For example, antebellum South Carolina had a sharp color line. Passing and miscegenation were serious social transgressions. But the color line was shifted far to the dark end of the complexion spectrum. You were accepted as legally White in every way if you were reasonably pale and had “good hair,” no matter your parents’ appearance. Indeed, it was the upper-crust Brown Fellowship Society of Charleston who, in the 1760s, invented the grocery-bag rule of today’s Black elite (to be admitted, the skin of your forearm must be lighter than Kraft paper). As of 1830, 474 South Carolina biracials owned 2,794 slaves, about one South Carolina slave in a hundred. These legally White but genetically mixed slaveowners fought to preserve their way of life. Some were Confederate officers in the Civil War. Their sons and nephews served in the ranks.
One of history’s ironies happened in 1895, when South Carolina’s post-Reconstruction Constitutional Convention adopted the Jim Crow one-drop rule. Then, a hundred wealthy families were ripped apart by being re-labeled Black overnight when the color line shifted. Amid tears, knowing they would never see each other again, light complexioned former slaveowners passed into the White world. Their darker brothers, sisters, and cousins merged into today’s African-American community. One does not know whether to weep at their calamity or consider it just retribution. Either way, one suspects that opponents of a “multiracial” census “race” today may fear another family-destroying color line shift (but in the opposite direction).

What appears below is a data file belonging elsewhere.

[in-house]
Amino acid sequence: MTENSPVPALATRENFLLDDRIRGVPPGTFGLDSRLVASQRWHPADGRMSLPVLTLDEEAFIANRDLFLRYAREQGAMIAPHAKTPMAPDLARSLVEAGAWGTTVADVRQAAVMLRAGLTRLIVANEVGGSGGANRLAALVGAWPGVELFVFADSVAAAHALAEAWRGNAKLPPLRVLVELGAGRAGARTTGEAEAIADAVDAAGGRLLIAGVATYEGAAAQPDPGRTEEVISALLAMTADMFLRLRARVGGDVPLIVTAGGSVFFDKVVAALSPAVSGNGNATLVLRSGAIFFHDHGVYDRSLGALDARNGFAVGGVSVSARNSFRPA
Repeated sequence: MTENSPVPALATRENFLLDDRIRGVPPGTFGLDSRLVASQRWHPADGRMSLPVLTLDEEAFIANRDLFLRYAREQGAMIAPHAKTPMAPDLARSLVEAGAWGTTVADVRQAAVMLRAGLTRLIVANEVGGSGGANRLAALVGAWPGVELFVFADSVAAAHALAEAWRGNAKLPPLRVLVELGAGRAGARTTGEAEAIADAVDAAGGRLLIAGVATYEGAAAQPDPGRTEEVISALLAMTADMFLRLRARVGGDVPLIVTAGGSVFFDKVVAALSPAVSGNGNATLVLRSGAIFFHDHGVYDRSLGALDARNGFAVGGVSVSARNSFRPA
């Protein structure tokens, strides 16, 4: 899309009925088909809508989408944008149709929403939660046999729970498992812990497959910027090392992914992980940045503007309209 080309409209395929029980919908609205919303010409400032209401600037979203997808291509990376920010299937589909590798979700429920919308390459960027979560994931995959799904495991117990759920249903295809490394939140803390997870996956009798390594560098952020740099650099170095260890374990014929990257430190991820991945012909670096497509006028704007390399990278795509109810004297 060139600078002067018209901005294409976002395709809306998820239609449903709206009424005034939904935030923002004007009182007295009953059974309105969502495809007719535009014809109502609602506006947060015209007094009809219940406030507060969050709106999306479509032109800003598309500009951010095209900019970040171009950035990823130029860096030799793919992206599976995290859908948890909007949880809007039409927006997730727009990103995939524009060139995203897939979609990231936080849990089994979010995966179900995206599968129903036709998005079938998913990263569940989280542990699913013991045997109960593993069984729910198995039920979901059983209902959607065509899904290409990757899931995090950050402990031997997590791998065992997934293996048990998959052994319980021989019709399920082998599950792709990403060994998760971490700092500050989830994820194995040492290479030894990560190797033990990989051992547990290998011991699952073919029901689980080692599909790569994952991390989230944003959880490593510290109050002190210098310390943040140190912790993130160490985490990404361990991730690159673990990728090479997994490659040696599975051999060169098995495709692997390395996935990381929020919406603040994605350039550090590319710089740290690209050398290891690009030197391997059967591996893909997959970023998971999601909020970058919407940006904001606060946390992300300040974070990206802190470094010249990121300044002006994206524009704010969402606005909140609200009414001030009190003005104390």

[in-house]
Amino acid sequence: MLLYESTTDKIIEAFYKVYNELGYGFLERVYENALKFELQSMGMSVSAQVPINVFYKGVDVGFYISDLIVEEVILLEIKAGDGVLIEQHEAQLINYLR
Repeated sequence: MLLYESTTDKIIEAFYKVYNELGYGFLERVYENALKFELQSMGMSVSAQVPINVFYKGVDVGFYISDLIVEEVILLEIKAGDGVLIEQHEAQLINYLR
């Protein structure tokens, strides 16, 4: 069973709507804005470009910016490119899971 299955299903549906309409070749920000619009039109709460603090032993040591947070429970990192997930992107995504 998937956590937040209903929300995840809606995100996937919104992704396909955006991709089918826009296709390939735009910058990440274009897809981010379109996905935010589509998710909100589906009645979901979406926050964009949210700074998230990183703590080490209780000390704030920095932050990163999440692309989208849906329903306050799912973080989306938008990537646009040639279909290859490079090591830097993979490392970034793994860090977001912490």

Was There One Line or Two?